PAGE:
Baseball manager, Joe Maddon says: ‘Never let the pressure exceed the pleasure’.
5. Are we all creative? Is it a mind-set, or something we can all aspire to and engender?
I believe we are all creative. It is an ability, or a potential really – like language – that humans are particularly well set up for. That doesn’t mean creativity doesn’t need nurturing though. It can become inhibited in us from a young age.
But if you watch a child learning, you realise how innately creative human beings are. I think as adults, it’s often about reconnecting with that child self, before we became too caught up in meeting social expectations and obligations.
6. In terms of the Industry, do you think there comes a time when an artist should think about another career path?
That all depends. I do think if you start to hate what you do, if you lose that sense of joy and wonder, then you either need to consider something else, or look at ways of rediscovering what you loved about your job in the first place; to approach it with a Beginner’s Mind.
On the other hand, it’s perfectly okay to have a job that you enjoy, but don’t absolutely love: to work to live essentially. There’s nothing wrong with that. And then it’s about finding joy and connection in other aspects of your life – learning, creating and/or raising a family.
You might have a job that doesn’t fulfil your creative curiosity, but then have a hobby that does. And being a parent can also be a creative act.
7.Obviously there is a time limit working as a professional dancer? What are your thoughts on this? And relevance as to gender where Hollywood is particularly brutal.
Yes, and it’s interesting that this gender disparity in Hollywood has remained, especially in film. TV is a little better – and in terms of fiction writers – women are very well represented. So there’s something curious going on in film in particular; it is a very male dominated industry.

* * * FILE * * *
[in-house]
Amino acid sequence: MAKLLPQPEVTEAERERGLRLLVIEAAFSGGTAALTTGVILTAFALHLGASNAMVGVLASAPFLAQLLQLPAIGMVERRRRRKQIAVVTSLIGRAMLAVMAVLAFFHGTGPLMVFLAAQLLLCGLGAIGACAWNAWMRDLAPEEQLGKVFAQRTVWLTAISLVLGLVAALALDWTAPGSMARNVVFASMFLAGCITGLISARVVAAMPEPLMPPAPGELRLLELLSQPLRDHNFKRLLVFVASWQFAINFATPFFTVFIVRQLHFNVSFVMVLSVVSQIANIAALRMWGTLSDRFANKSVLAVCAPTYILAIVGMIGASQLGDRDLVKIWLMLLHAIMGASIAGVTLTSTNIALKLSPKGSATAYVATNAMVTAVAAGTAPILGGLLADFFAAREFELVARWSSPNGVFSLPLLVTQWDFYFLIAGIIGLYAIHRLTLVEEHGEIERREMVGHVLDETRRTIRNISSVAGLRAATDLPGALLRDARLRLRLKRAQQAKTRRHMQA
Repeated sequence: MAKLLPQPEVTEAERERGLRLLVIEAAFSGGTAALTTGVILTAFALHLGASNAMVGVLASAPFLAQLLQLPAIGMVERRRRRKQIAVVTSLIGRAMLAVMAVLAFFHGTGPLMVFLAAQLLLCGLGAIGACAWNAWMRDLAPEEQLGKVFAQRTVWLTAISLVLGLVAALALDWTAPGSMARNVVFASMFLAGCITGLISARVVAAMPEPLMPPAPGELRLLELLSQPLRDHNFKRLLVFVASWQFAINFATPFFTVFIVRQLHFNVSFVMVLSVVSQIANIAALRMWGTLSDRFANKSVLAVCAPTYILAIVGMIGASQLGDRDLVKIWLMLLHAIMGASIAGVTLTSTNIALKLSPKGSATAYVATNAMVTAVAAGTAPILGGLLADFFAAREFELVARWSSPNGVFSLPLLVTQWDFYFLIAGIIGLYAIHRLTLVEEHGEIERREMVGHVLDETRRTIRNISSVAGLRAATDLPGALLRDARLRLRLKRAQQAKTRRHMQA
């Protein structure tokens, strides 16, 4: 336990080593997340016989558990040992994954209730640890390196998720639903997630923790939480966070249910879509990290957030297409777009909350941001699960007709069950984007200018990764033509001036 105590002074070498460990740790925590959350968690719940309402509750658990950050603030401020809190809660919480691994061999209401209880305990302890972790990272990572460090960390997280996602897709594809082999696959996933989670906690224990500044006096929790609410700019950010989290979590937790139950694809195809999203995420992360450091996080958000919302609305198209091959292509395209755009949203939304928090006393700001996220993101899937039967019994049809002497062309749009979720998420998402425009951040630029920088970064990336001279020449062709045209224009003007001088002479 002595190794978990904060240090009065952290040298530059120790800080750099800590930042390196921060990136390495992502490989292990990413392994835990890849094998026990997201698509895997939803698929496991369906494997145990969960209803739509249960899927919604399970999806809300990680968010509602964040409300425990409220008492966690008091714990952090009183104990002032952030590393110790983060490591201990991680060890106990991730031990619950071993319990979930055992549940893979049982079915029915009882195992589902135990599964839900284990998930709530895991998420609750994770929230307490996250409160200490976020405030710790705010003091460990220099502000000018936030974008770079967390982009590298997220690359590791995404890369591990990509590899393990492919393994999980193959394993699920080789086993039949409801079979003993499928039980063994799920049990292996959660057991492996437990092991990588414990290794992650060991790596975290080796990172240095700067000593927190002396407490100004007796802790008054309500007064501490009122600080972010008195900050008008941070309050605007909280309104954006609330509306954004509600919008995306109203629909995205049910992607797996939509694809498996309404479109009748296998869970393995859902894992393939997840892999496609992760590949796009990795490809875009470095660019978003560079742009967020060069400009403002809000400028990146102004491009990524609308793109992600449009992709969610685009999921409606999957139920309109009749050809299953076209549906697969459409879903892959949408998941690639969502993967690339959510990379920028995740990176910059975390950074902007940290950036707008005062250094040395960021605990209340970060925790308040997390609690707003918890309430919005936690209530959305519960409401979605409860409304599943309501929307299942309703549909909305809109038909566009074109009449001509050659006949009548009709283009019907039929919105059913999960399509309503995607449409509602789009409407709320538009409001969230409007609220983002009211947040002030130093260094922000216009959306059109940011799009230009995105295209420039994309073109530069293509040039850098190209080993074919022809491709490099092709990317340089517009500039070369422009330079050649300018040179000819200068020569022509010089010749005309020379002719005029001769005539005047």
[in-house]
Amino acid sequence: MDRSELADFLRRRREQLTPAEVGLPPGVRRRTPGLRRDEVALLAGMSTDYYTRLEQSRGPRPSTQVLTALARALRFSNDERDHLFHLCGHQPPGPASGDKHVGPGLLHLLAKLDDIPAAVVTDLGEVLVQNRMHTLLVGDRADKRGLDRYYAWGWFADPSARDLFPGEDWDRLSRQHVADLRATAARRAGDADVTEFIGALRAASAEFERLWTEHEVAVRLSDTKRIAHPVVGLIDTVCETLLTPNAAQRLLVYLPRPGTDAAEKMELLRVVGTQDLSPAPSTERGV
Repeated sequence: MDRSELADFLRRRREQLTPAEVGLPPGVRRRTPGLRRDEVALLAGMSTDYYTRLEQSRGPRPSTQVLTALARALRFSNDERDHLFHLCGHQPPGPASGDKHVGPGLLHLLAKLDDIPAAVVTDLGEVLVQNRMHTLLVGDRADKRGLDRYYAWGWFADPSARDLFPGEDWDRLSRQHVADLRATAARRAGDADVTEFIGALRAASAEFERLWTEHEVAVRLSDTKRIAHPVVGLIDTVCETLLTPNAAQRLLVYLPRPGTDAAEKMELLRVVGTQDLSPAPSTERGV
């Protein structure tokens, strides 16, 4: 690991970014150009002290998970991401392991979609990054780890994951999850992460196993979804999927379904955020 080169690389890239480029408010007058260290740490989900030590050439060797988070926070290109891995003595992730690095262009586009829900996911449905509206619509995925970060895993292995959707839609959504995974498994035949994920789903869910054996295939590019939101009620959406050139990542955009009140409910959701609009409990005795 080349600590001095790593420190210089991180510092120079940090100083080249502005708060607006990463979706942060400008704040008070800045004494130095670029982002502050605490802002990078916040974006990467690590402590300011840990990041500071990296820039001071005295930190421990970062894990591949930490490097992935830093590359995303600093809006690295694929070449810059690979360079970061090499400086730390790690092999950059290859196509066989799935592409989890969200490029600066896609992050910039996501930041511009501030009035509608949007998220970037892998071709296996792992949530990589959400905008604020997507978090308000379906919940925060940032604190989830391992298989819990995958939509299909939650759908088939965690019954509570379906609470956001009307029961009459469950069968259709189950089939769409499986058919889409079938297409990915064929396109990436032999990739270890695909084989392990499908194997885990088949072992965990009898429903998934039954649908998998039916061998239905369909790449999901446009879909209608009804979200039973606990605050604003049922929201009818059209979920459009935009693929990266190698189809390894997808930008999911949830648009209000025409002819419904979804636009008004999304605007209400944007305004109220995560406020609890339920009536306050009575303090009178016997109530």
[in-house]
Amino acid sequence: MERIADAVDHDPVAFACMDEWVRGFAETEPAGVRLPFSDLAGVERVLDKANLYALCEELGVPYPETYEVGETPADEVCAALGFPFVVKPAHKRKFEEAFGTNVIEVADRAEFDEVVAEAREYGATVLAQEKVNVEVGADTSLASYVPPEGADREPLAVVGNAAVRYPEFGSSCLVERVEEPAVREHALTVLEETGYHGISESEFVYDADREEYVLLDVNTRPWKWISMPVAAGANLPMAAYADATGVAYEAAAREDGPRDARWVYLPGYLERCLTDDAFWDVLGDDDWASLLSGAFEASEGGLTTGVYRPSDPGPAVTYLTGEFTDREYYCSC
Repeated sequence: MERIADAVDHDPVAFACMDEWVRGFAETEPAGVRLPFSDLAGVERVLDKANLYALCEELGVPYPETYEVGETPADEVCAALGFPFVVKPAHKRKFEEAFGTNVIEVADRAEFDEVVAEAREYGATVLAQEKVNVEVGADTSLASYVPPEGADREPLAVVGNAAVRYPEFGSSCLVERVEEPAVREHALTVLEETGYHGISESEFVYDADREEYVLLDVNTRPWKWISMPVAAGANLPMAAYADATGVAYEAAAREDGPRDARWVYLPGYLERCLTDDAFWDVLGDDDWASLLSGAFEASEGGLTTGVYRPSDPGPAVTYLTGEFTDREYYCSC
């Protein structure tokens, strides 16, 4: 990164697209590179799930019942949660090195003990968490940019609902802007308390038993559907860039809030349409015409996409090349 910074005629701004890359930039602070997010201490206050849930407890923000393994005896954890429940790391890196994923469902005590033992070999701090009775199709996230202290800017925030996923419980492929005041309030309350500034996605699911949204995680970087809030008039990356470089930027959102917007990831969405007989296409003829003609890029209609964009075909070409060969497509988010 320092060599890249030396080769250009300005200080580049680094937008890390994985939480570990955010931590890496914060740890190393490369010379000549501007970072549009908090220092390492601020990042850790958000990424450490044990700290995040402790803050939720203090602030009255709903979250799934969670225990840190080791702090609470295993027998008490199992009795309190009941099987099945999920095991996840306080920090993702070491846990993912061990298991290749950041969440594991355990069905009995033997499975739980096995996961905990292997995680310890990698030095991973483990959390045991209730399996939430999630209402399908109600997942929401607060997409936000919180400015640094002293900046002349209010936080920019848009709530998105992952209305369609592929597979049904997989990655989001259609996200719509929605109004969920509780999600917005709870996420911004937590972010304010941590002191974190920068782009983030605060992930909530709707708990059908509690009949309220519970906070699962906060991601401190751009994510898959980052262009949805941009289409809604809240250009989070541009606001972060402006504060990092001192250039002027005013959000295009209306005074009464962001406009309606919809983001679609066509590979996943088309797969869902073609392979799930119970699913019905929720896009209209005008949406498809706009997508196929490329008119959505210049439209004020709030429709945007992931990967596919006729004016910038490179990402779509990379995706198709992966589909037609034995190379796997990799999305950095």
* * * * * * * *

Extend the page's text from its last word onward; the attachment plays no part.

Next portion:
And yes, there is a time limit with any physical profession. Professional baseball players retire by their early forties. The body ages, it takes longer to recover from injury, etc.
I think dancers should always have a plan B for the second half of their lives. I’ve actually been the happiest since my late thirties. And while I’ve noticed all the challenges of having an aging body, I feel like my mind and spirit have grown younger as I’ve aged.
8.In regards to your upcoming Creativity Workshop what specifically will you be covering?
We’ll be asking questions like ‘Why nurture creativity in ourselves and in others?’ ‘What is creativity?’ and ‘How can we become more creative in all aspects of our lives?’
We’ll use experiential exercises to answer those questions- exercises to open the mind, and to encourage us to think differently. We will also look at creative blocks like procrastination, fear, overwhelm, perfectionism and a lack of confidence and explore using different tools to break those blocks.
9.And finally who will your Workshops benefit?
Anyone who wants to explore their creativity more – and bring more creativity to their lives, as well as those who are setting up creative businesses – and anyone who struggles with creative blocks and finds it difficult to get past them.
Here at Mark Summers Casting & Management we are excited to host more of Litza’s workshops, and I for one will be in attendance. Please check on www.litzabixler.com for further details of future Creativity Workshops and to keep up with all her past, current and upcoming projects.